Big News! Helios & Matheson is doing another public offering – utilizing their shelf registration.  I view this as  long term positive very bullish.  It looks like Ted Farnsworth is likely seeking to finalize HMNY’s ownership position and fully takeover the company.

Once completed HMNY can officially become MoviePass!  With a stock ticker of MVP (or some equivalent).  This will be positive for the company.   Aligning the name of the company with its primary branded service is a positive for retail investors, and will go a long way to sort out the confusing ownership position Helios and Matheson has had on MoviePass.

Also very important and BULLISH!  – many large money managers and hedge funds have very strict policies banning any investment in passthrough companies.  Once this proxy situation is finally settled, it will allow bigger institutional buyers to more fully participate in MoviePass as an investment.

Think of this as MoviePass’s IPO Moment!



HMNY10K – A Few New Items – Overall Story Remains Unchanged

Helios & Matheson released their 10K this week  revealing a few interesting new developments on MoviePass.

Of primary importance, the company revealed that it now owns 91.8% of MoviePass.  Up from the previous 82% holding from the company.

The increased position taken by Helios (HMNY) removes a great deal of uncertainty related to the passthrough structure and proxy battle that has been a concern for investors.

Separately, Ted Farnsworth was quoted in a new cover story for  Variety where he took an IPO of MoviePass off the table.  In the article it says,

“Farnsworth rules out spinning off MoviePass from Helios and orchestrating an initial public offering. “We’re so busy doing what we’re doing that we don’t have time to do that,” he says. However, he is considering rebranding Helios’ public listing to reflect its ownership of MoviePass because he believes the subscription service is a better known brand.”

I see this as a bullish development as it clears up confusion on corporate structure going forward.  It also demonstrates that MoviePass will soon be the leading brand for the company, and it won’t be long before they rebrand the Company name, Helios & Matheson, to MoviePass, and they will likely change the stock ticker of HMNY to better represent that new brand. Maybe it will be MVP or something like that.    As silly as it may seem, a stock ticker that represents the company brand helps a stock by attracting more retail investors.  So it is a good plan for the company to move forward with a new branding.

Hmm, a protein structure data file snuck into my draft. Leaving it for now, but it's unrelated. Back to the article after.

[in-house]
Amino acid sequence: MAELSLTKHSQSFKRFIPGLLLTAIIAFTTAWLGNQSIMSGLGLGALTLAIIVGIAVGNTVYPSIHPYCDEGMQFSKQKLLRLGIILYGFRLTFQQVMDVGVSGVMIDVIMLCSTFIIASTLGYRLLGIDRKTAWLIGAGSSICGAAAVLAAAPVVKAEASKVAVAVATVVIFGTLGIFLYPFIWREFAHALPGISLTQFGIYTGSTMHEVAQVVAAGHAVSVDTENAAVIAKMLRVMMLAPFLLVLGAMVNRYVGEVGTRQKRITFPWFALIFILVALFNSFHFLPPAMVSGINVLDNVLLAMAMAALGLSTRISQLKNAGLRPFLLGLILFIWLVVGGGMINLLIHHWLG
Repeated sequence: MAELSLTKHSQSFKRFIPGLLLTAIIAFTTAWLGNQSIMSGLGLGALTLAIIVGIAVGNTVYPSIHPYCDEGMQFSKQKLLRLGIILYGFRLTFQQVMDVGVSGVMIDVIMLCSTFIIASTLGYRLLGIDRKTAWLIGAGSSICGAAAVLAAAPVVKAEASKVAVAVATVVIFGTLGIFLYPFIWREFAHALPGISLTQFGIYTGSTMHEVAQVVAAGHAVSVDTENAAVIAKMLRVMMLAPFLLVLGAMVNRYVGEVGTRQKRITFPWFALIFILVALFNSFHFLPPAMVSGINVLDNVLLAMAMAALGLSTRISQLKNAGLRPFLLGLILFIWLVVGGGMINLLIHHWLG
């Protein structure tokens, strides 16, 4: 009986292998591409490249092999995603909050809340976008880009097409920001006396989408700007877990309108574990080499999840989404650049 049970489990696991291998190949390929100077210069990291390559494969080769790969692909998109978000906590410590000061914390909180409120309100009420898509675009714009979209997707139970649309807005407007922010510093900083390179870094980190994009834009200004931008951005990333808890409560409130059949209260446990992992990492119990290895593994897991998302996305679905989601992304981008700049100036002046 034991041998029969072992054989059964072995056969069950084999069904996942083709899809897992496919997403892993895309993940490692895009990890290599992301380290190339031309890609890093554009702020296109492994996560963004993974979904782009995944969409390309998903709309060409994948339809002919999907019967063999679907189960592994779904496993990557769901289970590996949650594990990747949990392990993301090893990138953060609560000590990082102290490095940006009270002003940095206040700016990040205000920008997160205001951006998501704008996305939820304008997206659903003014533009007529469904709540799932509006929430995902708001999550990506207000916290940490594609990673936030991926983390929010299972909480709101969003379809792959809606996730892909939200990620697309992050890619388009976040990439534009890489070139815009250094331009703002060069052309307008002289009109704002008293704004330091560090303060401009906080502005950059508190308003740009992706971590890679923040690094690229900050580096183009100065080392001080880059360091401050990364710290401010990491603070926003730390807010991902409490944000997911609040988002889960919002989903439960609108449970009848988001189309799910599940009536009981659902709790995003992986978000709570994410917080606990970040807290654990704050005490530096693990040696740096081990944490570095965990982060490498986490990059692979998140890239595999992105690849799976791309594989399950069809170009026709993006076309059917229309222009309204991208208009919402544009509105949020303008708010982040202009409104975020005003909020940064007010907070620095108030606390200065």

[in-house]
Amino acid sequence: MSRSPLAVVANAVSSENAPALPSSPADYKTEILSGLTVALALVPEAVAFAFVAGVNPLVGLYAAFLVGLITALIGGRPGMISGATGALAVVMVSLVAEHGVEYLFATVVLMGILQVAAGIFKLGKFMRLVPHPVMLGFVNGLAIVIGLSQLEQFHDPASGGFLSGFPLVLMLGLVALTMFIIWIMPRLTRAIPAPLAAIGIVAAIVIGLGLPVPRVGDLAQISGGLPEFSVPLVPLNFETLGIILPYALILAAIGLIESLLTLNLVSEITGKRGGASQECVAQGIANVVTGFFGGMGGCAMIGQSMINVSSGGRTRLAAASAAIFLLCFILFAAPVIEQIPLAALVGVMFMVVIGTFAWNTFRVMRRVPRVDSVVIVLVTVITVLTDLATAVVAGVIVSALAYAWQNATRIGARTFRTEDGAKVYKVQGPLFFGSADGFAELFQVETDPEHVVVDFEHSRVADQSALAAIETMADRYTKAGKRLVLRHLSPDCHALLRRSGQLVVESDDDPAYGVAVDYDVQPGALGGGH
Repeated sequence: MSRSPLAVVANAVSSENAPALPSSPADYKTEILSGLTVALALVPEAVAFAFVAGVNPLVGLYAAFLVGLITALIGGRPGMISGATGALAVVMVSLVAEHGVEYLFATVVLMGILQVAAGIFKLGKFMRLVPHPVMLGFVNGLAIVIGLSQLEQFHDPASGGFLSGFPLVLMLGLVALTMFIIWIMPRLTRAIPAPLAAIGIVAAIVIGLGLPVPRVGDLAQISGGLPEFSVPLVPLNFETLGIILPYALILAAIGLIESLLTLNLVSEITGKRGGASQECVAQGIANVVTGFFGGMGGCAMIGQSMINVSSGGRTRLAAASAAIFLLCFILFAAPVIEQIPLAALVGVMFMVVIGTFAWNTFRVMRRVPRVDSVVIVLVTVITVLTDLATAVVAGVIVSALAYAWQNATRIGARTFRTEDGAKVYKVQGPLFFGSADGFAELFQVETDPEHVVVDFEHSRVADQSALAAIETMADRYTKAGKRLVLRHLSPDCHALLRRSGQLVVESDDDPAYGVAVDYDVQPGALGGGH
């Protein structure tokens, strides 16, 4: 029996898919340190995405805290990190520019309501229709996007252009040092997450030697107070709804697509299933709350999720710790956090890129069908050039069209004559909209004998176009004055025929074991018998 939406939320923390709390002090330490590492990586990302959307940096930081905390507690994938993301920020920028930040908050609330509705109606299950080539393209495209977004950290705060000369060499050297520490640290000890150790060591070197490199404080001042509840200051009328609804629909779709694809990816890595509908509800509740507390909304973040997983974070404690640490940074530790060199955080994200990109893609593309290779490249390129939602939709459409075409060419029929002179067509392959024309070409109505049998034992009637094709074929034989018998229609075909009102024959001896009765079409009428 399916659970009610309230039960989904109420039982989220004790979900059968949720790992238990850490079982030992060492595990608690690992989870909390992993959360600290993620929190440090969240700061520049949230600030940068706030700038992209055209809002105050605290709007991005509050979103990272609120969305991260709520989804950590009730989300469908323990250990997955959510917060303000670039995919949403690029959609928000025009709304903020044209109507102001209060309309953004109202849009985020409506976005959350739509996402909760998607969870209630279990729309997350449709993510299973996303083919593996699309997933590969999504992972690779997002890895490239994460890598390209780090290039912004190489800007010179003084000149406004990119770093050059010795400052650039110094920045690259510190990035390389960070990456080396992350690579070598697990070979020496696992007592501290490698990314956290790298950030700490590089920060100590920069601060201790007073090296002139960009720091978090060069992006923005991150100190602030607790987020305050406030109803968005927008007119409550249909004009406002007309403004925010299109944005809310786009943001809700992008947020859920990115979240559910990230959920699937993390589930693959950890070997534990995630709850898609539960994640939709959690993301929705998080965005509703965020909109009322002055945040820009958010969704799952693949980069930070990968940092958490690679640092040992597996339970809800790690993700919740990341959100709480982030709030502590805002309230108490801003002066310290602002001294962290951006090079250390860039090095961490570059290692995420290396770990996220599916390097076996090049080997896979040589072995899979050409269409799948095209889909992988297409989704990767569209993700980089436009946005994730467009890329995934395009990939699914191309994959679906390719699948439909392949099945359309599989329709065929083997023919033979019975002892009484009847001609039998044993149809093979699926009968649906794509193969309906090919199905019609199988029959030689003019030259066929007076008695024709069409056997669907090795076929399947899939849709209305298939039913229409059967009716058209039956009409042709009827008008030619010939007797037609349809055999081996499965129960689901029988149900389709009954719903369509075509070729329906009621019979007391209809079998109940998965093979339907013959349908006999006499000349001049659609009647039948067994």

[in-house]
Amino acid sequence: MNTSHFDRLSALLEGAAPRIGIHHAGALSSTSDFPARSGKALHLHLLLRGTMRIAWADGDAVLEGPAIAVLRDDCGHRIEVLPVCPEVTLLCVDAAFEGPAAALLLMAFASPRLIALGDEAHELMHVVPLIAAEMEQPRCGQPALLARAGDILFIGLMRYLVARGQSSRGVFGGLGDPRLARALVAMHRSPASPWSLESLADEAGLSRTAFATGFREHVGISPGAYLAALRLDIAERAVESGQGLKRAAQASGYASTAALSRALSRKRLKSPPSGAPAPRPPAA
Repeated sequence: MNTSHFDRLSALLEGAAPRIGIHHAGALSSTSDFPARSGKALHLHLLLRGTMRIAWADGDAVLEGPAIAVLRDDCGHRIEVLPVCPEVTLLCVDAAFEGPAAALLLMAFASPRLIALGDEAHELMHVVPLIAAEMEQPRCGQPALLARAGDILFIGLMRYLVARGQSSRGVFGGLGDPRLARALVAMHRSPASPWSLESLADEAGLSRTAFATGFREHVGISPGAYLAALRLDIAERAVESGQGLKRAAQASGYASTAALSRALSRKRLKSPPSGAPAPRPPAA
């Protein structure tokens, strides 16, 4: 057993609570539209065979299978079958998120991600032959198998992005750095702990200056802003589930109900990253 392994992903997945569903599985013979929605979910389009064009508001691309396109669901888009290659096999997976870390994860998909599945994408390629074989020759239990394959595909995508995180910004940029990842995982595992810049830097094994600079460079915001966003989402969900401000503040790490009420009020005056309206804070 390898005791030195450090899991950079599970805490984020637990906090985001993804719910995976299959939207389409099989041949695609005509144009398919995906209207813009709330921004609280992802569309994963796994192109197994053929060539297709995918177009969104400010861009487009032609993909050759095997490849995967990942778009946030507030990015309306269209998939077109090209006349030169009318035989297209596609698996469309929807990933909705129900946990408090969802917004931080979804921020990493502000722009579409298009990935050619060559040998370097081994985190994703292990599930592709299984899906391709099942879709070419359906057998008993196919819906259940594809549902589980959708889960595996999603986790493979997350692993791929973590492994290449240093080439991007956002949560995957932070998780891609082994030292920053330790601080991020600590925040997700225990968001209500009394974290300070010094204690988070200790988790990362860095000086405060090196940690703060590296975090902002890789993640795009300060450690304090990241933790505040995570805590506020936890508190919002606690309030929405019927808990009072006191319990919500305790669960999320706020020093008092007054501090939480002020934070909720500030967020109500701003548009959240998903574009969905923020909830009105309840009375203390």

Finally, it was also revealed today that Helios does not face any near term liquidity meltdown that many have feared given the massive spending taking place to build the MoviePass subscriber base.  In the Variety story Farnsworth has this to say about running out of money.

“Since day one, people have been saying we’ll run out of money,” says Farnsworth. “I assure you that capital is not an issue. I’m sitting on hundreds of millions of dollars of dry powder, and I’ve got bankers and debt-financing companies calling me all the time. They know they’re looking at an Uber or an Airbnb. This is a unicorn company.”

There was also a bit of a dust up surrounding Farnsworth claiming the company had secured a $375 Million line of credit to float the company’s cash needs.  It turned out that the company did not have a line of credit secured, rather it was a reference to a shelf offering that company had already executed, but has not yet sold into the market.

I continue to remain bullish on the MoviePass opportunity.  While the business model is not easily understood using simply math and accounting methods.  A longer term view that considers the disruptive nature of the company as they take advantage of more nuanced behavioral economics concepts continue to make this company look like they indeed do have a shot of becoming the next tech unicorn.

Why Behavioral Economics Makes Helios & Matheson’s (HMNY) Moviepass a Misunderstood Buy


HMNY and Moviepass is a hotly debated battleground stock.  Moviepass provides a product that seems too good to be true. It is loved by consumers who see a fantastic value proposition, and it is despised by those who think it diminishes the value of going to the movies and will hurt the industry over the long term if the company does not survive.